Like a venomously disgruntled nest of vindictive hornets, In the Shadow of the Colossus the new album from Swedish metallers Pray For Locust swarms over senses and imagination with hordes of vitriolic grooves, ravenous sonics, and most of all an inventive viciousness which is predatory in its more restrained moments alone. The second full-length from the Stockholm quintet is simply magnificent, a gripping maliciousness which stands amongst many in fusing metal and hardcore but alone in sound and enterprise.
Formed in 2009, Pray for locust has earned a more than decent reputation and loyal following with their live performances and debut album Swarm of 2010. It is safe to say though that the successor to the album and well-received Into the Ocean EP of two years ago is the band’s finest moment and the realisation of their place to the fore of raw, creatively antagonistic metal. Self-produced and mastered by Ronnie Björnström (Aeon, Live Elephant, Hate Ammo), the Discouraged Records released ravager is an exceptional beast with the potential to inspire.
The album seizes total attention right away as opener Bat Country wraps a sonic squall around ears before the band erupts into an intensive persuasion of savage riffery and similarly destructive rhythms. It swipes the cobwebs away from thoughts and emotions immediately, the heavyweight metallic voracity of the track a potent co-conspirator with its hardcore roar. Vocalist Tintin Andersen drives the encounter to a new causticity upon the entrance of his uncompromising lyrical brawls and passion drenched tones, adding to the consuming immensity of the fury caging the listener. It is a masterful concoction, brief sonic hooks and longer lingering grooves superbly littering the muscular rage sculpted magnetically by guitarists Jerry Engström and Stefan Schyberg whilst the inventive rhythmic assault of Simon Corner cages and bewitches with another soaking of cruelty.
The towering start is just a warm up though as This Blackened Sky digs deeper and thrusts further into the passions with its contagious brilliance. Swirling sonic laces entangle the imagination initially, rhythms and vocals courting the intrigue with vengeful rapaciousness before the track settles into a darker and restrained parading of its animosity and imposing narrative. It is not long though before the urgency returns with uncompromising intent but it is happy to share time and space with the ‘gentler’ intrusiveness whilst also inviting a raw and infection driven swagger to help launch the chorus. The variation of vocals is also as incendiary and welcome as the revolving invention in sound and gait, it all ensuring every second, each twist of the track is irresistibly toxic.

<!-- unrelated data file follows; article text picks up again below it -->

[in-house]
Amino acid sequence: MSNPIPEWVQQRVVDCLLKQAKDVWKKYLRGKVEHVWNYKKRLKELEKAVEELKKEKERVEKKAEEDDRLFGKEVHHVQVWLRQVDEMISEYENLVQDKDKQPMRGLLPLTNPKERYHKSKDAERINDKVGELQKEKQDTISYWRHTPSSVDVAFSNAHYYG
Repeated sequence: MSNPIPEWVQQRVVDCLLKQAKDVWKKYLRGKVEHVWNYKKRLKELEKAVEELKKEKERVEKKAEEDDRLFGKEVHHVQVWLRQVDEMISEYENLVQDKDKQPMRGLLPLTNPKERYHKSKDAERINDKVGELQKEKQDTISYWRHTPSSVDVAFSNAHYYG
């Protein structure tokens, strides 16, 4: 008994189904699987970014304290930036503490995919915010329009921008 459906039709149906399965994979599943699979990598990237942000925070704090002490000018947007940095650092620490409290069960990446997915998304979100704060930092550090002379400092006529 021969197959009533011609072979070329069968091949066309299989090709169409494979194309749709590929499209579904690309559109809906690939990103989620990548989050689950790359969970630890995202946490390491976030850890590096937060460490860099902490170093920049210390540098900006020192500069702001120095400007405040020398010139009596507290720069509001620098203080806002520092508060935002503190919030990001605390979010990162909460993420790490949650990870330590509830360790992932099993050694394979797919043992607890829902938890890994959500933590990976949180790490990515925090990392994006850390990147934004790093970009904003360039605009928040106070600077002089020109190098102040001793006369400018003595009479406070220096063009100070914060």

Both Dead Mans Curse and Reap What You Sow provide rich fuel to the fire for the release ignited in the passions, the first cored by a understated but potent throaty bass suasion from Kvasi, a prowling agonist with a death metal scented malignancy. The bass provides a great snarl and depth to this, and to all songs to be fair but often elsewhere it is immersed in the mix too much for personal tastes but certainly here makes an open impact. The second of the pair of songs seems to take inspiration from the loftily soaring hostile flames and emotive enticements of its predecessor and spills a resourcefully dramatic provocation to its implacable body and invigorating body. Grooves writhe and seduce throughout the tempest, encouraging and tempering the anger of sound and vocals simultaneously in another excitingly shifting savaging. It is not as concerned with atmosphere and melodies as the previous songs but employs the same unpredictable and extensive ingenuity within its ferocity.
Talking of ferocious, the word hardly does justice to the wrath of Ten Thousand Dead, its heart bred from the purest punk hatred and structured with a multi-flavoured metal furore and endeavour which bands like Meshuggah, Lamb Of God, and Cancer Bats would devour. The following Our Last Breath continues in similar vein after emerging from provocative shadows clad in waiting predation. That fierce rabidity needs little waiting time though to charge as sinews and intensity overpowers the senses. Its rampage is additionally coloured by addictive sonic spirals and a rhythmic buffeting which splinters with resonating malice upon collision with ears. Twisting and flirting at times with blistering imagination, the bruising storm re-confirms the strength of the album and startling craft of the band.
God of the Underworld flies for the throat with metalcore tendencies aligned to melodic poison next, vocals again an impressively varied enticement enriching the hues of the unrelentingly ingenious battle, whilst the following Statement spits and rages with merciless intensity, hardcore and metal merging for a raucous malevolence which enslaves thoughts and emotions brutally and completely. Though neither song quite lives up to earlier tracks, it is the excellence of songs before which is the difference and not any lack of invention and potent lures within the pair.
The album concludes with the ravenous and exhaustive virulence of Bad Blood and lastly Heroin Eyes, the first a glorious imaginative corrosion which rips the throat from emotions. The final song is a thrilling barbarous pillaging not quite matching the last song but bringing In the Shadow of the Colossus to a tremendous if not as memorable finale. Overall the album is a scorching agitator, one scintillating in sound and craft whilst providing an encounter which leaves psyche and senses basking in an enterprise rarely heard in the majority of hardcore bred releases. There is no need to watch out for Pray For Locust as after the album hits the world it will be impossible to avoid their storming presence we suspect.
In the Shadow of the Colossus is available via Discouraged Records now!
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